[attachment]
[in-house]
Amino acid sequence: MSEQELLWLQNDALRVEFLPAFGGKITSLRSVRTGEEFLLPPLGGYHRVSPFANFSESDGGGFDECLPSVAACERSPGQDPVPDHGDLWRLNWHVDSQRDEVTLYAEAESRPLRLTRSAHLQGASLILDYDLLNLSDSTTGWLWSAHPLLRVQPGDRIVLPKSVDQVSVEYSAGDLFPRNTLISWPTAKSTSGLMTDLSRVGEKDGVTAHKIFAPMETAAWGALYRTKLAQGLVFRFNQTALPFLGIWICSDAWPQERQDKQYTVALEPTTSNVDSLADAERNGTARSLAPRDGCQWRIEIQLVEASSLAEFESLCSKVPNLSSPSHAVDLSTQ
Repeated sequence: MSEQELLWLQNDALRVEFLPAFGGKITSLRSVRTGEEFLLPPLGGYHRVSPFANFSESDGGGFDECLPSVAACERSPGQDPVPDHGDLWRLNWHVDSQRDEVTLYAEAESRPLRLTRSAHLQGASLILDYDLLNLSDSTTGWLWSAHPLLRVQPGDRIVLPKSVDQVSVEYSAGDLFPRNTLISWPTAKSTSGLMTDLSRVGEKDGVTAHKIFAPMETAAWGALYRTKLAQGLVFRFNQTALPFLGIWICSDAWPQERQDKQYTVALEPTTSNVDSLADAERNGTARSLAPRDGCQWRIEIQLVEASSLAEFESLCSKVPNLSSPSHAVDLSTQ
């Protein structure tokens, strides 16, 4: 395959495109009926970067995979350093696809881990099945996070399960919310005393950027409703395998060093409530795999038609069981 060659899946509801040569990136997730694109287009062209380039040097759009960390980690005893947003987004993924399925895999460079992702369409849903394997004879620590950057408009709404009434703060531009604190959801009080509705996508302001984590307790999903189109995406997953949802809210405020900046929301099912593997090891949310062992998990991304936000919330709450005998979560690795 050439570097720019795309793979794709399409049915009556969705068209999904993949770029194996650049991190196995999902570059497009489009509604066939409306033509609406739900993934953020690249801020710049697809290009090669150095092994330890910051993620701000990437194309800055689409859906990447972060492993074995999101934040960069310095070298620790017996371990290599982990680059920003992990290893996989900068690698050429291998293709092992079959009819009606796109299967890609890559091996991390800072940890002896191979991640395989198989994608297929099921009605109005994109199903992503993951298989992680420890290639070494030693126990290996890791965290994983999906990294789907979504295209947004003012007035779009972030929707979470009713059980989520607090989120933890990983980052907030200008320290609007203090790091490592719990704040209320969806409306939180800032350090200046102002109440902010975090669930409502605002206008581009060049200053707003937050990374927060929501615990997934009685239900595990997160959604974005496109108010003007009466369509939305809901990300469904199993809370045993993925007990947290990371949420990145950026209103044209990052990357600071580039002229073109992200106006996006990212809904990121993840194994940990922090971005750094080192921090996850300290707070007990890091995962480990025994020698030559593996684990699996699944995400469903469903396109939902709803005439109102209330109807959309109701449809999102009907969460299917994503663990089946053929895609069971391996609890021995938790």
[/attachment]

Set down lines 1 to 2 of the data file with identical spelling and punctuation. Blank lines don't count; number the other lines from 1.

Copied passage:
[in-house]
Amino acid sequence: MSEQELLWLQNDALRVEFLPAFGGKITSLRSVRTGEEFLLPPLGGYHRVSPFANFSESDGGGFDECLPSVAACERSPGQDPVPDHGDLWRLNWHVDSQRDEVTLYAEAESRPLRLTRSAHLQGASLILDYDLLNLSDSTTGWLWSAHPLLRVQPGDRIVLPKSVDQVSVEYSAGDLFPRNTLISWPTAKSTSGLMTDLSRVGEKDGVTAHKIFAPMETAAWGALYRTKLAQGLVFRFNQTALPFLGIWICSDAWPQERQDKQYTVALEPTTSNVDSLADAERNGTARSLAPRDGCQWRIEIQLVEASSLAEFESLCSKVPNLSSPSHAVDLSTQ